As a relaxation technique, I was asked to picture my sins and mistakes in some kind of physical form. I thought of a little plot of land on the beach where everyone's transgressions were buried. The places were marked with tall wooden stakes dabbed with a touch of red paint along the top. Everyone wandered silently, mindless of one another, passing from row to row looking for the stakes which belonged to them. The tide came in, and the water flowed in between the stakes, each wave broken into separate rivulets of foam and then receding back into the sea. And all the while, a flock of grey birds gathered on a dune across the way to witness our strange human compulsions.
I was running late for work, which rarely ever happens. As I was rushing around trying to get ready, I could somehow hear the chatter between the other guards at work on the radio. The guard I was to relieve at my post was moaning about the futility of his existence and going on about what a bastard I was for leaving him stuck there and so on. Meanwhile, I was having my own problems. I kept trying to put on my guard uniform, but every time I looked down I found that I had put on my normal jeans and t-shirt, and I had to start the process all over again.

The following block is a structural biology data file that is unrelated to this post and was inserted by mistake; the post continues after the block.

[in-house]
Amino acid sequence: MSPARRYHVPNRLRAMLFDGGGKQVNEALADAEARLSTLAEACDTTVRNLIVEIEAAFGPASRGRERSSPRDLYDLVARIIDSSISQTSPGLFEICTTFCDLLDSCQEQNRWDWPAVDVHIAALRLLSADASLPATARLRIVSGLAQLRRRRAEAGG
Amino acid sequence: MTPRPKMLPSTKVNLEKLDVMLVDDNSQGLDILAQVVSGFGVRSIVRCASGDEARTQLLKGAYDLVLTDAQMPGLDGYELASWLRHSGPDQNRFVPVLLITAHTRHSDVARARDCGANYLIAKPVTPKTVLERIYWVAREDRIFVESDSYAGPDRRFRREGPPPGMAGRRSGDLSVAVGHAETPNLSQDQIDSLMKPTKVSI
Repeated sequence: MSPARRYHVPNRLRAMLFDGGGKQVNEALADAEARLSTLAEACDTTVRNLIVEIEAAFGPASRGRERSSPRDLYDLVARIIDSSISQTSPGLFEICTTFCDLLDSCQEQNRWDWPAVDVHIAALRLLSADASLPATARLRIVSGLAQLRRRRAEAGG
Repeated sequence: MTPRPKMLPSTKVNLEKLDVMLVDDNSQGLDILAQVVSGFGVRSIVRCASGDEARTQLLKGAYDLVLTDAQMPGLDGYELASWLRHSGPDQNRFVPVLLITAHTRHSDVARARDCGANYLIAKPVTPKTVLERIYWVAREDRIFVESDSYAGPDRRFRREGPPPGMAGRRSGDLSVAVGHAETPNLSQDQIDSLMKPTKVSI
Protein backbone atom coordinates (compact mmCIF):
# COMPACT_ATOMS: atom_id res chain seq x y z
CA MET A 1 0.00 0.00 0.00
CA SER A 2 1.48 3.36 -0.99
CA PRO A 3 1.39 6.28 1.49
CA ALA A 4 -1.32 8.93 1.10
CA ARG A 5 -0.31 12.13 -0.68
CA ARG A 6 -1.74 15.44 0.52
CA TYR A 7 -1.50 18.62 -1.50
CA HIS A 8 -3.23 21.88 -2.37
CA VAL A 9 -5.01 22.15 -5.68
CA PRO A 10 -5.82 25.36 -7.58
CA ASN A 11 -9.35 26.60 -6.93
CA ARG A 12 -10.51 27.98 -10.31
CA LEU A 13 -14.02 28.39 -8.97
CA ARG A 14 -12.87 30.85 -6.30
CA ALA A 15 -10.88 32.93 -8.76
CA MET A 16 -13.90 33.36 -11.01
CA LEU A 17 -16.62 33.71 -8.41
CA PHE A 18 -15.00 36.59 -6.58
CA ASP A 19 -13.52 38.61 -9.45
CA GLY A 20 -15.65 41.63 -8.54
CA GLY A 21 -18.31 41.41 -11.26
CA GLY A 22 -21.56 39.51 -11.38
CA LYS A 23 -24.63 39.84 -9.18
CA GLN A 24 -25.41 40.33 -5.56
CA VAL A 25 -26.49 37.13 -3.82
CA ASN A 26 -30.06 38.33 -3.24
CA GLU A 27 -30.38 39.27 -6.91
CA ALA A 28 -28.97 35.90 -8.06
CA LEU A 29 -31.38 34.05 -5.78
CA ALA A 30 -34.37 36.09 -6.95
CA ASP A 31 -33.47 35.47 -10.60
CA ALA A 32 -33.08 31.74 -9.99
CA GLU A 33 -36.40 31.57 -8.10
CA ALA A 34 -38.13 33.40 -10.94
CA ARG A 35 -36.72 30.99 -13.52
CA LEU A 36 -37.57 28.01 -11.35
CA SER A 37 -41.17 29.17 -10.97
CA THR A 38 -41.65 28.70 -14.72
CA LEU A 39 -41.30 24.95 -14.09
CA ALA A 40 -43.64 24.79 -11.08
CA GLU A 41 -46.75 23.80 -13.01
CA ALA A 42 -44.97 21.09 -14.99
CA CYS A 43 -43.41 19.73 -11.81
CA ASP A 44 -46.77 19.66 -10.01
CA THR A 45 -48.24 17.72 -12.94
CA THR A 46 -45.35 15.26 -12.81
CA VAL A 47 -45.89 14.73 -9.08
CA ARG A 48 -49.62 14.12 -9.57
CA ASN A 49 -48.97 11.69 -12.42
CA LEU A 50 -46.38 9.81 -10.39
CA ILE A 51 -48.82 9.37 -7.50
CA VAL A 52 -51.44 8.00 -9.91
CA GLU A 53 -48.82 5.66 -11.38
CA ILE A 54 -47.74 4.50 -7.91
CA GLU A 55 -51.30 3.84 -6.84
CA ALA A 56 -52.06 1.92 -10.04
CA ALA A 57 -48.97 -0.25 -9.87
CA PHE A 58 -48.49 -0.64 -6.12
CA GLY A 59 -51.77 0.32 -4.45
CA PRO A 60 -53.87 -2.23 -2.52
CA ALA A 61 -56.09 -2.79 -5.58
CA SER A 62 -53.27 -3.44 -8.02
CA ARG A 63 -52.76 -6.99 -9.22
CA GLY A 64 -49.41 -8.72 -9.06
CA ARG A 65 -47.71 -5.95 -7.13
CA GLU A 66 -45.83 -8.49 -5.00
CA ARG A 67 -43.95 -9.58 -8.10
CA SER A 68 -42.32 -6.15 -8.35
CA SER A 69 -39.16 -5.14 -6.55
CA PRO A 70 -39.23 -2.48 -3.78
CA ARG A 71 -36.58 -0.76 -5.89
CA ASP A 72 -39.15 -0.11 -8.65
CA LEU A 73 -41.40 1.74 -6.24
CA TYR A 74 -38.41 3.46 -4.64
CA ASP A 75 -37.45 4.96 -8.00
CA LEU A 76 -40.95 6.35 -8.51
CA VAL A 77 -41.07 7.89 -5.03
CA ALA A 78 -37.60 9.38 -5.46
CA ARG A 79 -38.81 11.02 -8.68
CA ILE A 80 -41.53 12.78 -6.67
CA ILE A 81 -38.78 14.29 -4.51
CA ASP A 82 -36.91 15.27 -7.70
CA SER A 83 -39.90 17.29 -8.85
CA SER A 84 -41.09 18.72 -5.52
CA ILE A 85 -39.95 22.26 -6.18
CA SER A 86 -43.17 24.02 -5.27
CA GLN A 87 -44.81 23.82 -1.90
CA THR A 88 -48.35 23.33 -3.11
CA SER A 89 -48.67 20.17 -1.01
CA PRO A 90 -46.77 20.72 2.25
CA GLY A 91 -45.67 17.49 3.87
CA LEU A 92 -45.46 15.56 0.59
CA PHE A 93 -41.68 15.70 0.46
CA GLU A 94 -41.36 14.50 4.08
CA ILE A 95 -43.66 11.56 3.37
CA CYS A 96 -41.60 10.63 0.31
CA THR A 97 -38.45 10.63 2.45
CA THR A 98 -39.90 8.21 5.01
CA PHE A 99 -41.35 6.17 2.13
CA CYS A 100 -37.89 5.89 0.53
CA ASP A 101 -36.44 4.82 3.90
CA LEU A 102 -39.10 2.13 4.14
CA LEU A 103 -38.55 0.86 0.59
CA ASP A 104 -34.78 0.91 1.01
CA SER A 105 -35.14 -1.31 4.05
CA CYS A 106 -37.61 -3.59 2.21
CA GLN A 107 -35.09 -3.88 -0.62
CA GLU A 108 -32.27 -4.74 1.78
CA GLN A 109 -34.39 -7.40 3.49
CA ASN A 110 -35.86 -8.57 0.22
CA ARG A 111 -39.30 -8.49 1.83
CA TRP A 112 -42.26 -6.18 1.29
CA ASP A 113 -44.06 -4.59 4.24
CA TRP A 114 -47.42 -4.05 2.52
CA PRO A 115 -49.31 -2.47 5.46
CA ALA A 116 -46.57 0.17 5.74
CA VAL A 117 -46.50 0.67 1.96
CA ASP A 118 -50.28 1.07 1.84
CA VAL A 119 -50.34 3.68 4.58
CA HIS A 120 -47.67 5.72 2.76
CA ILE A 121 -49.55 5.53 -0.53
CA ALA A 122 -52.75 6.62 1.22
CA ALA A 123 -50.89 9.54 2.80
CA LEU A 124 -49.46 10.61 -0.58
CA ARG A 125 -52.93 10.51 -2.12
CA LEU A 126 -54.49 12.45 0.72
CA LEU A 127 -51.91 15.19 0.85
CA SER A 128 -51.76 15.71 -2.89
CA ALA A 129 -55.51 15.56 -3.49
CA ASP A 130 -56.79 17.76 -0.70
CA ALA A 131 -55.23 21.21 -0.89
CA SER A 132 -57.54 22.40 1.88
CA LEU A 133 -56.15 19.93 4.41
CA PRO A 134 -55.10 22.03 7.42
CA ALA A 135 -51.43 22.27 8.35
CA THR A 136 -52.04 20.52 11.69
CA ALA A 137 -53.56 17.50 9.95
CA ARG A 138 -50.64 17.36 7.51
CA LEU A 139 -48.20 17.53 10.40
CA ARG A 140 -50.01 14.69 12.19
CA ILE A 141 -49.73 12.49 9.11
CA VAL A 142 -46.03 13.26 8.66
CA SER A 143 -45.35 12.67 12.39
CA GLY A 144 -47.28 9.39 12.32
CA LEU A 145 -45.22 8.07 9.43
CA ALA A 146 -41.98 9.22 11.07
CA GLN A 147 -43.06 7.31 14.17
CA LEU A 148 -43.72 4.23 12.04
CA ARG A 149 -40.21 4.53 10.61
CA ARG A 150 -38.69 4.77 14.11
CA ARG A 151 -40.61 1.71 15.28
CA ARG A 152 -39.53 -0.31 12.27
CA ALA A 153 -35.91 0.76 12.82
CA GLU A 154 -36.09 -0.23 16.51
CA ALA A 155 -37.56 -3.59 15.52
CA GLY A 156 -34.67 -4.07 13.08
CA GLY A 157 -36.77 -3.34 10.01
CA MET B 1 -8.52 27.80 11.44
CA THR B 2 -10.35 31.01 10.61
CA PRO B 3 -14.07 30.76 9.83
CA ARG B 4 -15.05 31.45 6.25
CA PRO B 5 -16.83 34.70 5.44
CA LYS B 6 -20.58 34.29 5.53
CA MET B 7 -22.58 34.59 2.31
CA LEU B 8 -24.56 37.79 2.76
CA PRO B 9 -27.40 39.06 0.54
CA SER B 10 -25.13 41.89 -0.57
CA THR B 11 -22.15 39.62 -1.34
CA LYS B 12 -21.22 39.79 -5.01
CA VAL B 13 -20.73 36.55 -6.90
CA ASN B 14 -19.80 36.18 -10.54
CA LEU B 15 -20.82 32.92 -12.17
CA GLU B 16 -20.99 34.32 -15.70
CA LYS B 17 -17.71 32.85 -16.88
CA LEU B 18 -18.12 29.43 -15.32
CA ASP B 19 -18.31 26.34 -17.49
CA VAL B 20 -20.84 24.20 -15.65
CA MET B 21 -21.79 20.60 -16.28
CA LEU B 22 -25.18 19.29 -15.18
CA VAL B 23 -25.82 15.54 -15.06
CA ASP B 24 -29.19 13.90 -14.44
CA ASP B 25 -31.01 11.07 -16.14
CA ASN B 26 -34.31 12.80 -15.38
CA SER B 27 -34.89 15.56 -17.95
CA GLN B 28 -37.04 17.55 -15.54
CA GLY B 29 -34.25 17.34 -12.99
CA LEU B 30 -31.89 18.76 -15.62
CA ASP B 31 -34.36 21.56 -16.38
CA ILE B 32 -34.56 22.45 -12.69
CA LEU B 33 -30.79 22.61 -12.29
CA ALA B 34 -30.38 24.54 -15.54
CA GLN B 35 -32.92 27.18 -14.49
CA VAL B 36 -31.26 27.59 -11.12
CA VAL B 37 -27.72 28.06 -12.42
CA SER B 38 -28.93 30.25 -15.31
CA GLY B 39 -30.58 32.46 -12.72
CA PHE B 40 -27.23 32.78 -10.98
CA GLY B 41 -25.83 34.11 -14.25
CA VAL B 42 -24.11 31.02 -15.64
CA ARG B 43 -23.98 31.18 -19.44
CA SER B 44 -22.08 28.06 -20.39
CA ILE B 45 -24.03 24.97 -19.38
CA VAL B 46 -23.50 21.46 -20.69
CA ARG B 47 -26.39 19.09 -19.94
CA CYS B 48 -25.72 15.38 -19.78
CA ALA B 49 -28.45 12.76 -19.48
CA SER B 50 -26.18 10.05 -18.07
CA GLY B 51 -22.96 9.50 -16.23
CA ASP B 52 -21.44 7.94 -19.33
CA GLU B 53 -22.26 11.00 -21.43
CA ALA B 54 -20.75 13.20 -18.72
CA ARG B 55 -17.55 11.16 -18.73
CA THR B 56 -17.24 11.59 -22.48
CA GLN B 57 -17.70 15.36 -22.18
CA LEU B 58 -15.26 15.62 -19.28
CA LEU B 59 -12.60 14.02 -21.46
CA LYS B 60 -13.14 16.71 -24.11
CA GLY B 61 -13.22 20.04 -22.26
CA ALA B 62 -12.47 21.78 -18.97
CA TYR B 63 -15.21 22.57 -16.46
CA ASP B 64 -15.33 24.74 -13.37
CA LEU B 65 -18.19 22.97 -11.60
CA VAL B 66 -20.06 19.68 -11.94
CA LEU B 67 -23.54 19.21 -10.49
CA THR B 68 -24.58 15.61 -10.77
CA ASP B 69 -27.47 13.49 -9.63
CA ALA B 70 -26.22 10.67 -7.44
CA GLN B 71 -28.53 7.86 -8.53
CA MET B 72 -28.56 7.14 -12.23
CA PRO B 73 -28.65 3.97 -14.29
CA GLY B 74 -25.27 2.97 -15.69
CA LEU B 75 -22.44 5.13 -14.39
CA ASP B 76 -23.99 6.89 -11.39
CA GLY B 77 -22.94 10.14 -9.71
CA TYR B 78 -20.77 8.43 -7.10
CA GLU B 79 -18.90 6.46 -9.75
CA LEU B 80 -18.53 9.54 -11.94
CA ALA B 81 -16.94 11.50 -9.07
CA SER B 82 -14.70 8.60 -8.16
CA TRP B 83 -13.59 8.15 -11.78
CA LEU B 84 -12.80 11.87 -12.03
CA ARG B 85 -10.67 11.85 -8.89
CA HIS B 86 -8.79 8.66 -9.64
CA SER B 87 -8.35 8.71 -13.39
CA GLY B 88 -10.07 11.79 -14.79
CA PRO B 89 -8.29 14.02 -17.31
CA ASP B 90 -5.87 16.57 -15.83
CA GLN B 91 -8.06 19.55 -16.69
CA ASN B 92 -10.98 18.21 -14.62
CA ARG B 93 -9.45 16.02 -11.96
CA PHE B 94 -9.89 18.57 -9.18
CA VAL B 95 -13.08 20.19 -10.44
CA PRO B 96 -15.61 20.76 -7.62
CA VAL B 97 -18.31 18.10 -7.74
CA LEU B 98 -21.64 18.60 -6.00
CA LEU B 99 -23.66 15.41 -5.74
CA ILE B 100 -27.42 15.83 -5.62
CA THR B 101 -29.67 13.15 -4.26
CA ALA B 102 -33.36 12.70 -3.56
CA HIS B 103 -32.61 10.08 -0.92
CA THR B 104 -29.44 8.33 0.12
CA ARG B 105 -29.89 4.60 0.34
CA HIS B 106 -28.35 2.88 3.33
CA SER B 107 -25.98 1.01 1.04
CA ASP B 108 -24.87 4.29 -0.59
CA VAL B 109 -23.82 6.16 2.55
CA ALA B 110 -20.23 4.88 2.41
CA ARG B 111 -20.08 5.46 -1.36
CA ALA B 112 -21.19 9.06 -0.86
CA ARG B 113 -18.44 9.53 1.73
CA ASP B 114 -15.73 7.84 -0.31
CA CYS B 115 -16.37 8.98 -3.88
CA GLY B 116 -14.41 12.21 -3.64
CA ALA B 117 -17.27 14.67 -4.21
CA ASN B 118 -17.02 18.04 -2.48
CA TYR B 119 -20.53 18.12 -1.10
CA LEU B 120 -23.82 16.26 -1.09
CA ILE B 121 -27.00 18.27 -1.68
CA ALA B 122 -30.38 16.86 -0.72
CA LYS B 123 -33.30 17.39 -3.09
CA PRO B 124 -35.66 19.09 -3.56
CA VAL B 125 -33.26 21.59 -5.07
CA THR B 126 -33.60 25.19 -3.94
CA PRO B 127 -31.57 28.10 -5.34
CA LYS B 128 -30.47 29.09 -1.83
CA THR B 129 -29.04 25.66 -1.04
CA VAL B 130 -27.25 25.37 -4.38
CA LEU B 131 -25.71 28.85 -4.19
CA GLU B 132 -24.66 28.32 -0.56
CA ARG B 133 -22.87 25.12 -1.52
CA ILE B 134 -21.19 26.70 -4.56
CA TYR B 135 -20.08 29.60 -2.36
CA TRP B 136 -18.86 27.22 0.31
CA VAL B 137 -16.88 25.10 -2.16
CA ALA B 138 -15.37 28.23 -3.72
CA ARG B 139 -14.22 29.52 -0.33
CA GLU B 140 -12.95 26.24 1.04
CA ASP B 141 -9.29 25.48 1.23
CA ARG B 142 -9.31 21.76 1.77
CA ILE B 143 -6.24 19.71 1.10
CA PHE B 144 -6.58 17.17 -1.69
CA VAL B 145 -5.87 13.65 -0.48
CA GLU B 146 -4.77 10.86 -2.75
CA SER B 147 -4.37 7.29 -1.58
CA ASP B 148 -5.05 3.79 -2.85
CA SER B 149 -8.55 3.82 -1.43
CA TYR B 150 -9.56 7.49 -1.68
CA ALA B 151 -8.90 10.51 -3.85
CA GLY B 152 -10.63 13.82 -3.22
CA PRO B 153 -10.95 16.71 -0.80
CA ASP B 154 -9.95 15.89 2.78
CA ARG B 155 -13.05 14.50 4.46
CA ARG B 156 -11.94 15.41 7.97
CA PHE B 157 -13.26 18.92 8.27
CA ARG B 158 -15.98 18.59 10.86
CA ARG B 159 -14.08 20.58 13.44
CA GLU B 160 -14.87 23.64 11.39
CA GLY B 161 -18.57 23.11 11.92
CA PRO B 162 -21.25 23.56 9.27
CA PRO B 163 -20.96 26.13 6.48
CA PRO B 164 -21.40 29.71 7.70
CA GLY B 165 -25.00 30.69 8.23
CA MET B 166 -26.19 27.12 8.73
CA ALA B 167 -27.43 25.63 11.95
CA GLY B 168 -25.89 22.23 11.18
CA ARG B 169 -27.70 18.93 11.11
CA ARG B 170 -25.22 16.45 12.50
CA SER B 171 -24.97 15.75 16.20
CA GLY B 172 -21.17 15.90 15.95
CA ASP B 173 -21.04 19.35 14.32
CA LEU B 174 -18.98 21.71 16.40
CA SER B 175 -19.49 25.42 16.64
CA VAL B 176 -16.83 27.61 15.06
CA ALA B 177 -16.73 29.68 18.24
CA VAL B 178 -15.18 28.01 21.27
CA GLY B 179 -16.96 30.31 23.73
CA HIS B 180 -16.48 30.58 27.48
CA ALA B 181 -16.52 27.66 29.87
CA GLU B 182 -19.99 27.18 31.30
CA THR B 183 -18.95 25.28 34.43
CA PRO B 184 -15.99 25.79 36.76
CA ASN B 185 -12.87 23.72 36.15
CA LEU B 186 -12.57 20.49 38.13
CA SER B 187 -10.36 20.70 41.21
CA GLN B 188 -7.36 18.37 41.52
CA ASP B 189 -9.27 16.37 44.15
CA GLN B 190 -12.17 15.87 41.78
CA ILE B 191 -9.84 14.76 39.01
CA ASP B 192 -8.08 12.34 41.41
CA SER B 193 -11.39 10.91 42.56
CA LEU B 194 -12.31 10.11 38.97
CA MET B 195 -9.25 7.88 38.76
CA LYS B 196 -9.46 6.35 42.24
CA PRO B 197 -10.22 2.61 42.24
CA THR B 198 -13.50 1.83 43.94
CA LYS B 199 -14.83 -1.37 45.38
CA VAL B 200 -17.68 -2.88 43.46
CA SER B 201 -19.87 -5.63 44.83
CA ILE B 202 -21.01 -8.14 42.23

Finally, I thought I had it right so I was off to work. By that time it was getting light out, and I found myself reporting to a park in the early morning hours. I headed for the guard shack on the premises, but a supervisor caught me on the dirt path. He took me over to a shaded area where the management were all waiting around a cluster of picnic tables. First they reprimanded me for being out of uniform, and it was then that I noticed that I was still just wearing jeans and a flannel shirt. On top of that, they told me that the shirt was ugly, which seemed unnecessary. Then they made me watch some kind of training film right there at the bench. I tried to go, but I knocked over the projector as I was getting up. They told me that the film stock was very old and fragile, and that in damaging it I had released dangerous chemicals into the air that would probably give us all cancer. I wasn't exactly having the best morning.
I had a nice old colonial house that sat in a clearing with clusters of weeds growing around the foundation, but for some reason I always slept on a straw mat laid out on the front lawn, curled up in a wool blanket that had gathered thistles and thorns. There was something appealing about forsaking the shelter of the house in exchange for being out in the open air, under the stars, exposed to the elements, and all just mere feet from my door.